I love painting. It’s like a form of meditation for me. I first took a watercolor class when I was in graduate school, almost 20 years ago. I did it as a stress relief activity, once a week for a semester at the arts center at my university. I remember finding it so soothing, the way that focusing on painting just cleared my mind. I stopped obsessing about all the daily worries and concerns and anxieties. I stopped thinking about my work and my experiments and everything that I was supposed to do. I could just quiet my mind and move the brush and play with the colors and paint. Everything else faded away.
But I only did it that one semester. The class ended. I tried painting a bit more, and I did make a few more paintings. But then I allowed myself to get even busier with my research/grad school activities, and I stopped carving out time to paint. I put my painting supplies in a box, and that box ended up in the closet, forgotten, for years. Every so often, I would clean out my closet and see the box and think, “Hey! I should paint some time…”
But I never made the time.
But then, 20 years later, in Feb 2021, I started painting with my youngest child, Jimmy. He was struggling after the divorce (a process which began in March 2020) and my ex-husband moving out of the house (which didn’t happen until January 2021). Painting was something fun that the two of us could do together. So I pulled that old box of painting supplies out of the closet (and most of the watercolor paints weren’t even dried out!), and I started painting. And then in March 2021, I had broken up with my boyfriend and was trying to find activities that brought me joy during a painful time. Jimmy lost interest in painting, as my interest increased. I went and bought a nice new watercolor paint set, brushes, and lots of paper.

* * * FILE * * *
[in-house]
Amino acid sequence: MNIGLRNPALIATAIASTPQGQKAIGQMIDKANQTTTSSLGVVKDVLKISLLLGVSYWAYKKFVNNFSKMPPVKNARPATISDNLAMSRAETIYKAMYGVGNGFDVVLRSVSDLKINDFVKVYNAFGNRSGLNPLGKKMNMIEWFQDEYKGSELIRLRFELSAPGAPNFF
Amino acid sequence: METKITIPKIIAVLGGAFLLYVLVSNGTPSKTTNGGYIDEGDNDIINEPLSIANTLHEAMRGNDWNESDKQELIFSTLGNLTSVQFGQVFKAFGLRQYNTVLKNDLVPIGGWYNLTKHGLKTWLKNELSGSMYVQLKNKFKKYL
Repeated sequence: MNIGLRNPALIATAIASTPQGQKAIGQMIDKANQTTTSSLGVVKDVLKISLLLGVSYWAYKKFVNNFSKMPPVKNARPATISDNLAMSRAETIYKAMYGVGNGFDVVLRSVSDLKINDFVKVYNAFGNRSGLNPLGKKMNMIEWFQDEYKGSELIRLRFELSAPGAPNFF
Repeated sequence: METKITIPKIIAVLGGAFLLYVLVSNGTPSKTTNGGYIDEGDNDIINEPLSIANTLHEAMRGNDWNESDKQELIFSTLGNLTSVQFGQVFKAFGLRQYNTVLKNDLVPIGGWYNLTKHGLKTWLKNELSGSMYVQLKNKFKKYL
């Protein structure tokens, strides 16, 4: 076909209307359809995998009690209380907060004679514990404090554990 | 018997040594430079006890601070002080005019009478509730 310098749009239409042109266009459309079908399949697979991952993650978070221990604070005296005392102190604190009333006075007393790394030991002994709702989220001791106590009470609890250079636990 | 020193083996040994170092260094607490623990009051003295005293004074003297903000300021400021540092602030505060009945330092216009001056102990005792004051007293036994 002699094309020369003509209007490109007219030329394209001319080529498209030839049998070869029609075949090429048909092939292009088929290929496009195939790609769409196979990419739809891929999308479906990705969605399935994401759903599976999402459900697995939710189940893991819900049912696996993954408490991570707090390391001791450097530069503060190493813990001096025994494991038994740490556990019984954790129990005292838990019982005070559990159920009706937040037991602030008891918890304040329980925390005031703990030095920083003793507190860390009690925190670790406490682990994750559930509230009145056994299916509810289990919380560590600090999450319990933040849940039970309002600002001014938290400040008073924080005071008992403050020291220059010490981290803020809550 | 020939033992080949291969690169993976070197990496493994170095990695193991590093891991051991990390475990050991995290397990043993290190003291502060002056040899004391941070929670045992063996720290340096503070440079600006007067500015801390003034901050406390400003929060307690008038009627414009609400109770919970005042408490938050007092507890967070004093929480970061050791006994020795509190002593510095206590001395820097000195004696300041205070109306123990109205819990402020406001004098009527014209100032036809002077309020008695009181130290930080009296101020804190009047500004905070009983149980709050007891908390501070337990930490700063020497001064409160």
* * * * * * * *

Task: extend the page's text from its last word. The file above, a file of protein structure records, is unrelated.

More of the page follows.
I began painting almost every day, even if it was just for 10 or 20 minutes. And it was a time of peace and creativity and joy in my life. And then I learned about Brene Brown’s “Ten Guideposts for Wholehearted Living” and how engaging in regular creativity is actually a necessity for human beings to be healthy. And that just cemented the importance to me of regular painting.
I no longer paint EVERY day, as I’m currently working on giving myself more fluidity with my routine these days. But I do paint quite often. And it is peaceful and soothing every time I do it.
I even made a website recently where I am posting my artwork.
I don’t expect to get much traffic, but it feels good to just “put myself out there” this way. Just sharing my creations with the universe.
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